A study of "edify" wouldn't be complete if we failed to mention that the Greek word used in the New Testament that is translated as some form of the word "edify" is also translated as "building(s)" six times in the King James version. Thayer's Lexicon defines the word as "the act of one who promotes another's growth in Christian wisdom, or a building or edifice" Many newer translations of the Scriptures omit the word edify and use the phrase "to build up." Unfortunately, this phrase is often understood to mean any or all of those incorrect definitions used on page one of this article.
Perhaps you already had a firm grasp of the meaning of "edify." If that's the case, we hope this issue of Diligence has simply encouraged you to take another look at the Scriptures that include some form of that word. If however, your idea of "edify" always came closer to those incorrect definitions listed on page one, we ask that you give some thought to whether or not your studies in the Word have been skewed when that word is used. If so, re-read those verses listed above and contemplate how their application might have changed as a result of this information.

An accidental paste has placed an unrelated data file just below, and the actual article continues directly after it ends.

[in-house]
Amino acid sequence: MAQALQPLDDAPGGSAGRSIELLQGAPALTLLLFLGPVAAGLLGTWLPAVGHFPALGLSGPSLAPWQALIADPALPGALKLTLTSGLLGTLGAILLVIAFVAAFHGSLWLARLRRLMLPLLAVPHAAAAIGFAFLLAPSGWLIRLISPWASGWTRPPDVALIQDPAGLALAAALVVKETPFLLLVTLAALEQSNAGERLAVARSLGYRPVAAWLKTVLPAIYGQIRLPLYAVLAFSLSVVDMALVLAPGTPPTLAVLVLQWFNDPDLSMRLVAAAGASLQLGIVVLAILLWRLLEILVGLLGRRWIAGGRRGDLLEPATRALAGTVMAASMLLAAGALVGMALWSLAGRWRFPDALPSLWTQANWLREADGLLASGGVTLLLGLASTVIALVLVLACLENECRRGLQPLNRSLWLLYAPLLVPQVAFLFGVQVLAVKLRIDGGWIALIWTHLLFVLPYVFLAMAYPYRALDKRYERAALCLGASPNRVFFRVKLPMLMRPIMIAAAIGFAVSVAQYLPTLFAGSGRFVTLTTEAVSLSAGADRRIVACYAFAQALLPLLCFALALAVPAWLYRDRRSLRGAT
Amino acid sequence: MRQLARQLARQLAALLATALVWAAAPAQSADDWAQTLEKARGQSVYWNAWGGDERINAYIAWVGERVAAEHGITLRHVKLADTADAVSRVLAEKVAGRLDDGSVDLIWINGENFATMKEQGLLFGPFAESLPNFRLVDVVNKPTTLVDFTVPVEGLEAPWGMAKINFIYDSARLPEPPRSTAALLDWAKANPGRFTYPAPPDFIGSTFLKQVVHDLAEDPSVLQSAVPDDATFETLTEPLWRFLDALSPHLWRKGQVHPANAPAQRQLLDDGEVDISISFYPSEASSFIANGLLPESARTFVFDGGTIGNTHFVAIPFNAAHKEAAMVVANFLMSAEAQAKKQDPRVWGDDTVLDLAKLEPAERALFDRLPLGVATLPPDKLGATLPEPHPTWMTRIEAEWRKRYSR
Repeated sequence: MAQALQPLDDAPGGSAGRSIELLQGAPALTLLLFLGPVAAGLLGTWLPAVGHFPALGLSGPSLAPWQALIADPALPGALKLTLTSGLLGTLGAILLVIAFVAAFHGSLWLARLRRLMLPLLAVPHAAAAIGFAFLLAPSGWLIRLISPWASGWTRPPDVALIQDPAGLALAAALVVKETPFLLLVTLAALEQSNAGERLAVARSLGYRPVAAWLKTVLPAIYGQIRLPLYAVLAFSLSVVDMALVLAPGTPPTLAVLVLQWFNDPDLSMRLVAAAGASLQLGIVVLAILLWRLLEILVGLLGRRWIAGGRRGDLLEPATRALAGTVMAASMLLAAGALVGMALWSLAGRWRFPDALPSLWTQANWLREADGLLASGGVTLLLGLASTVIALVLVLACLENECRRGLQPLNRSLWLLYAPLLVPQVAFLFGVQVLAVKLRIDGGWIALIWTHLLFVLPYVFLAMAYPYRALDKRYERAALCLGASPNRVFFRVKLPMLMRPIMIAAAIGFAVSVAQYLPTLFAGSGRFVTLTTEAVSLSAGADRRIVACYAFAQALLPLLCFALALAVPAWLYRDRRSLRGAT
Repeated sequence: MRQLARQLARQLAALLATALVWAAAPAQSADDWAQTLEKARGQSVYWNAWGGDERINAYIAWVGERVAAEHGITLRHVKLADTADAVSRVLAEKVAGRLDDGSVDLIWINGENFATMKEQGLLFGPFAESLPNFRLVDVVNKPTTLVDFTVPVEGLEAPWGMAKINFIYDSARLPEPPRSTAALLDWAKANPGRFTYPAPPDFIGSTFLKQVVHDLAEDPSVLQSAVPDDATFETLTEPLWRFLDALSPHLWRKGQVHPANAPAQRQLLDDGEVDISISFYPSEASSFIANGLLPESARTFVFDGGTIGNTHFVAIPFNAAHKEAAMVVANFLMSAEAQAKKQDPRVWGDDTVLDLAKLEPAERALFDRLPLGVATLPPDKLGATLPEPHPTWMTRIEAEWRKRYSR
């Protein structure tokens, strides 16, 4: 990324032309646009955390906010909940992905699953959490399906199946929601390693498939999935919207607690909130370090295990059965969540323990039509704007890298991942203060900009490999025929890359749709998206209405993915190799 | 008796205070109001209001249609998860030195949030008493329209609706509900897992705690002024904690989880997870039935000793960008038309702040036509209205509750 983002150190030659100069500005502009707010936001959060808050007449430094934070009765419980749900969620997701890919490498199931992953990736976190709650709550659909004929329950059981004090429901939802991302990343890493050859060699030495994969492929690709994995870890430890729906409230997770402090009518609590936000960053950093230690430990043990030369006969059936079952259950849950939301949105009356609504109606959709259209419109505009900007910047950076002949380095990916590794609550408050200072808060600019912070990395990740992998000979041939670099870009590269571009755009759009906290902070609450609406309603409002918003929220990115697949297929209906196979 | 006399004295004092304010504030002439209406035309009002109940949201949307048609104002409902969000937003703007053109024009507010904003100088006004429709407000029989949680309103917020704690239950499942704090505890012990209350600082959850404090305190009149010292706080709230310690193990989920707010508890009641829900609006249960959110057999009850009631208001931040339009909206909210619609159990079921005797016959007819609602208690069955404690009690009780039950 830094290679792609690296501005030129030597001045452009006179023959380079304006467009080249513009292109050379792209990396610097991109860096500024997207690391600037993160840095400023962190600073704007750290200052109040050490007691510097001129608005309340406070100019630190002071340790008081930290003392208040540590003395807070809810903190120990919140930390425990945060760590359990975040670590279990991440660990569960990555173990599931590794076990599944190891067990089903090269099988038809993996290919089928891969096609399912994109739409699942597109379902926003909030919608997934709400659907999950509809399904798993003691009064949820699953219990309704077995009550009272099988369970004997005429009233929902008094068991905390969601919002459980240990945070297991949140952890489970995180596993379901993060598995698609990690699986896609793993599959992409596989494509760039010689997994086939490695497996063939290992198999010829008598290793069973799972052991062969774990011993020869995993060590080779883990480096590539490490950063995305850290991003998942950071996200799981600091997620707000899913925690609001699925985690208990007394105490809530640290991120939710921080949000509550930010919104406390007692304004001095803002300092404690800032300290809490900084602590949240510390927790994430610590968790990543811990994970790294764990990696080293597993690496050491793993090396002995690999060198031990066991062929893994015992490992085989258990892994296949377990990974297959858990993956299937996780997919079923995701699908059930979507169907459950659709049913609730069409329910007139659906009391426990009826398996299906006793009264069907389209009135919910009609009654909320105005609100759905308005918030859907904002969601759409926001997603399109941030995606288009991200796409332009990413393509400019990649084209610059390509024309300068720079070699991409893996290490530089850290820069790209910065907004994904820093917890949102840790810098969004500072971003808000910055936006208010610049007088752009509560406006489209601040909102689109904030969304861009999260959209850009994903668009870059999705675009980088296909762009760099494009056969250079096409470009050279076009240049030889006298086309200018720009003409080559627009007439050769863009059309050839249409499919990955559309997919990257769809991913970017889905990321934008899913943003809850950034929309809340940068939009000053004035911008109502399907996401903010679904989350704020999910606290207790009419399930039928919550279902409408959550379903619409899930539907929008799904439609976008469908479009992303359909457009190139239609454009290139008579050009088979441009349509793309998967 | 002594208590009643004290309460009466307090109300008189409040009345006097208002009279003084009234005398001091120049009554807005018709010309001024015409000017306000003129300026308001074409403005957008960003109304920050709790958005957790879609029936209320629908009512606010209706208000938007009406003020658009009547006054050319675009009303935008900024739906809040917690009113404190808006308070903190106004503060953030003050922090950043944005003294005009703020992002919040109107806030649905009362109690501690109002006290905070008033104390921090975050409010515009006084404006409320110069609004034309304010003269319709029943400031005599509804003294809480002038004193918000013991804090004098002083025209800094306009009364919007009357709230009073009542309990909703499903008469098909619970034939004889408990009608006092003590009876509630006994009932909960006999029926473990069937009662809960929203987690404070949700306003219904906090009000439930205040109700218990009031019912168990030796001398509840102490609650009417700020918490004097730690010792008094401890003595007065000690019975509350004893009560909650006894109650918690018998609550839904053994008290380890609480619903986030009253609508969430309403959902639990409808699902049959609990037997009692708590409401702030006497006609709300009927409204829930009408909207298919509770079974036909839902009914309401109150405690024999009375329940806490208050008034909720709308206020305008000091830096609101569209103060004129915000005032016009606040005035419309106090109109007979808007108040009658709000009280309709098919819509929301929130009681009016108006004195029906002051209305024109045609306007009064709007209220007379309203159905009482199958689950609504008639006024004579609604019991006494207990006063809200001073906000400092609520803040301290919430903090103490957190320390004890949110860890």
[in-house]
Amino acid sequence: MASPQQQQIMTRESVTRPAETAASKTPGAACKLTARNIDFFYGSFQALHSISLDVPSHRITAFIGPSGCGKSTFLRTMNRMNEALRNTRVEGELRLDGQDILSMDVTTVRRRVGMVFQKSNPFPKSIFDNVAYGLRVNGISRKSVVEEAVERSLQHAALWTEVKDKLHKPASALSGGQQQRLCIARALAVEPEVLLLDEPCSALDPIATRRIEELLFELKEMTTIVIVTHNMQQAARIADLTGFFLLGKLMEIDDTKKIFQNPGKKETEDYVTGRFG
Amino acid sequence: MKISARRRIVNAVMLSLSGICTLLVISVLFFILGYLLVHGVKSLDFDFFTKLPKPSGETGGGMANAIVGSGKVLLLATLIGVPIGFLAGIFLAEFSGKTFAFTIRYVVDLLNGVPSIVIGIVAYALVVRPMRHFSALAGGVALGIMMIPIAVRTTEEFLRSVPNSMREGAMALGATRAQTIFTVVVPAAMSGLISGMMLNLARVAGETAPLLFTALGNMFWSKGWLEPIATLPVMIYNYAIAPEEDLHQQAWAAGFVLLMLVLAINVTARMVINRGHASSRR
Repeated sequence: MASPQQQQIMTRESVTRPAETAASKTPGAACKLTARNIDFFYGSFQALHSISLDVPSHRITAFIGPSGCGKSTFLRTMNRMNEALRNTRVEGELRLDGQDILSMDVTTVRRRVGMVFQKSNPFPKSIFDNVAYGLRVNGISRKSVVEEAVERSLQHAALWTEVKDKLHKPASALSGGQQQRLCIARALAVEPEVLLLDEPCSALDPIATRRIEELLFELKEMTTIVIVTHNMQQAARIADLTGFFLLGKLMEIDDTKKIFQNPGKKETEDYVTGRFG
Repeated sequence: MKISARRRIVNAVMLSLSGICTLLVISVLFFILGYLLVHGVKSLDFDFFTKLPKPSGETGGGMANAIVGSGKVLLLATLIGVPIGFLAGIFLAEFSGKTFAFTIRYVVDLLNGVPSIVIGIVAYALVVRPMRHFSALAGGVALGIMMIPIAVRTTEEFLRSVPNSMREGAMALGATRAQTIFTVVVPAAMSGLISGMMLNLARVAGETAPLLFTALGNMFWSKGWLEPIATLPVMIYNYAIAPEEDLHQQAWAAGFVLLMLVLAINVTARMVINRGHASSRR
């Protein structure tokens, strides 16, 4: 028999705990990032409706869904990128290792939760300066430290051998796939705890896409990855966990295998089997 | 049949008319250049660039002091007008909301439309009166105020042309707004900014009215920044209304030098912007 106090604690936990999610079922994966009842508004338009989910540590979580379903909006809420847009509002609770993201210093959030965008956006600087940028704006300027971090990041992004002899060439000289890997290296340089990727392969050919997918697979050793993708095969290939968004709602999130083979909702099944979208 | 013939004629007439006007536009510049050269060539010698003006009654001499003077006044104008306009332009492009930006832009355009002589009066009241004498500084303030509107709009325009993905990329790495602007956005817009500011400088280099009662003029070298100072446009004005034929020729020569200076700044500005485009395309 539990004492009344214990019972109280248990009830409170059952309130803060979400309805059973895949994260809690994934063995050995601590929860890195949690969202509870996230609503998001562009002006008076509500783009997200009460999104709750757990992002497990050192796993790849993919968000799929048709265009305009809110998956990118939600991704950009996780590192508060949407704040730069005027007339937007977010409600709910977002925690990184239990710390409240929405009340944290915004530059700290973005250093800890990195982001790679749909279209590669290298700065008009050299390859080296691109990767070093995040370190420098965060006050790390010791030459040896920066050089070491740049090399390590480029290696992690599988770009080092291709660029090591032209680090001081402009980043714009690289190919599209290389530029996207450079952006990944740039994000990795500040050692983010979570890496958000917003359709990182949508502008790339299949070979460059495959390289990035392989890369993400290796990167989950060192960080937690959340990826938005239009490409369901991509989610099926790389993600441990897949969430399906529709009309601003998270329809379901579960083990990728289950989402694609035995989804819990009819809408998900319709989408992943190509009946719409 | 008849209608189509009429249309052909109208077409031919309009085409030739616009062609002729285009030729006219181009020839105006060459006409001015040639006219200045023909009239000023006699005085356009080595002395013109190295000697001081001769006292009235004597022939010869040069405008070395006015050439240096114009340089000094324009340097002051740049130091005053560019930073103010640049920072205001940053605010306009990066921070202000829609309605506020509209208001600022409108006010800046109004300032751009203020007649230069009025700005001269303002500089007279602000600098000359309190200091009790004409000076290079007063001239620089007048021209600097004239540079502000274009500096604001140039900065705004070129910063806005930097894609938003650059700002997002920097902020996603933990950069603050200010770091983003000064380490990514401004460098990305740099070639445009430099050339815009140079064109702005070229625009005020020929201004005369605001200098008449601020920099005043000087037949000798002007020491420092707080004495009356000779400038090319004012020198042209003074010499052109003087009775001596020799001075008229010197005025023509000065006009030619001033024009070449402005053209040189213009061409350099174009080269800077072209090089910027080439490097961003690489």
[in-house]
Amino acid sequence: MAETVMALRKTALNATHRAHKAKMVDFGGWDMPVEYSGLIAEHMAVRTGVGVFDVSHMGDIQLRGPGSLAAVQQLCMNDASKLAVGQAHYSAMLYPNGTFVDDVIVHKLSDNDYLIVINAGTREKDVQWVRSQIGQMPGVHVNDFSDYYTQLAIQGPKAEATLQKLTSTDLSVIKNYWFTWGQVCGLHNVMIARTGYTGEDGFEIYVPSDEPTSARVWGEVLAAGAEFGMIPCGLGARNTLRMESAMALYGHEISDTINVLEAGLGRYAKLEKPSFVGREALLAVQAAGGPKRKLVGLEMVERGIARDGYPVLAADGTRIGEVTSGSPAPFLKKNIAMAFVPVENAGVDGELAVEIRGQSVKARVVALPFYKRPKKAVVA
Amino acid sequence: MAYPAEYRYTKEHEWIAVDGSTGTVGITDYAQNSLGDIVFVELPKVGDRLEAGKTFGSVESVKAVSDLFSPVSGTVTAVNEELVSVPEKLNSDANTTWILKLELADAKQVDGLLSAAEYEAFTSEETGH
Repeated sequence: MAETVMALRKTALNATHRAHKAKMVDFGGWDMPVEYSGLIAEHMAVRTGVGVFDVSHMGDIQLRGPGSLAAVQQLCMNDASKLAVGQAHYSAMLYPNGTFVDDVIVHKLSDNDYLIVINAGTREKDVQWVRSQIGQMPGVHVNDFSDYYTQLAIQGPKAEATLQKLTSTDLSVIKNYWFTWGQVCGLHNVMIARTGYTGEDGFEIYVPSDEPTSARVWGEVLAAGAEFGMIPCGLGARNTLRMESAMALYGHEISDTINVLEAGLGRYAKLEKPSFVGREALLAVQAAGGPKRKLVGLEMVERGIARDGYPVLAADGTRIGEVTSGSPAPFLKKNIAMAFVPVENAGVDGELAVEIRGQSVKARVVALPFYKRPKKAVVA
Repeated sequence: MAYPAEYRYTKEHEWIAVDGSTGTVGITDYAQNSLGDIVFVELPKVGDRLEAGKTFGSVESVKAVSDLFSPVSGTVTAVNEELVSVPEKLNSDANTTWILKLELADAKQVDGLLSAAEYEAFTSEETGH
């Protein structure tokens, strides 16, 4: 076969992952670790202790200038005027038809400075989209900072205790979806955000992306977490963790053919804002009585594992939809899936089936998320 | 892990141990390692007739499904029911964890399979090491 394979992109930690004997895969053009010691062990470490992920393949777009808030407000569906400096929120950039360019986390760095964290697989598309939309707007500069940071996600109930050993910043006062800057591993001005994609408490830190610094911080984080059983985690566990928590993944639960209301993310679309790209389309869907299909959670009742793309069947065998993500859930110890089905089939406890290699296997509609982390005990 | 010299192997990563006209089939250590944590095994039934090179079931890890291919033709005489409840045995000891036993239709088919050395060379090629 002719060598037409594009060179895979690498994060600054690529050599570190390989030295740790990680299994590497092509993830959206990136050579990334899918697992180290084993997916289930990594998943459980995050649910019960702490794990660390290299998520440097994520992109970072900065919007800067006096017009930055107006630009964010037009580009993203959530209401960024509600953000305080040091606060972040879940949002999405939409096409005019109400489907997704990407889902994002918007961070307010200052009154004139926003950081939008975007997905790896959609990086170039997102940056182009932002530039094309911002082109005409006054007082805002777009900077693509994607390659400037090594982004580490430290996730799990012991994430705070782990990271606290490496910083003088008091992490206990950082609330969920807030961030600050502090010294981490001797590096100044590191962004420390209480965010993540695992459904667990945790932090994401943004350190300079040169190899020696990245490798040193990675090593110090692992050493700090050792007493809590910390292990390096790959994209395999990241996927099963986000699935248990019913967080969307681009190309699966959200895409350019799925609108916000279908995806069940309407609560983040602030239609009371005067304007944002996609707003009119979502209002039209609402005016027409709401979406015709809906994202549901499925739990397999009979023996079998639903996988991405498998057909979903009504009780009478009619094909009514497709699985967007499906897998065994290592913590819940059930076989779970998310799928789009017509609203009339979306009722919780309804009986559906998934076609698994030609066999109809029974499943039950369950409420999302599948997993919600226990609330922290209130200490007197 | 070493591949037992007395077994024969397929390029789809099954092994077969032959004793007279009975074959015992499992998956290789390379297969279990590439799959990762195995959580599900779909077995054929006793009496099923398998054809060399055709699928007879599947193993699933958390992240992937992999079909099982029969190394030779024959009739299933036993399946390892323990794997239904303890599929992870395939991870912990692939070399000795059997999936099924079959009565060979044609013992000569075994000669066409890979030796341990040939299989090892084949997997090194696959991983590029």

In summary, we might say that "to edify" is "to bring to spiritual maturity." All of us who are parents are well aware that bringing our children to maturity is sometimes a difficult and perhaps even at times a painful task. But we understand, that because we love them, it is absolutely necessary to endure those difficult experiences. As we read earlier in Acts chapter 2, Peter was well aware of that on the day of Pentecost as he spoke to those whom he wanted to start on the road to spiritual maturity. He understood that there is sometimes pain involved in recognizing a need for God. His goal was "to instruct and improve, especially in moral and religious knowledge; to teach, or persuade" those who were listening to him. Peter did "edify" those who were listening to him. We should pray that we have the courage to do the same as we speak to others and that our preachers and teachers have the courage to do the same for each of us.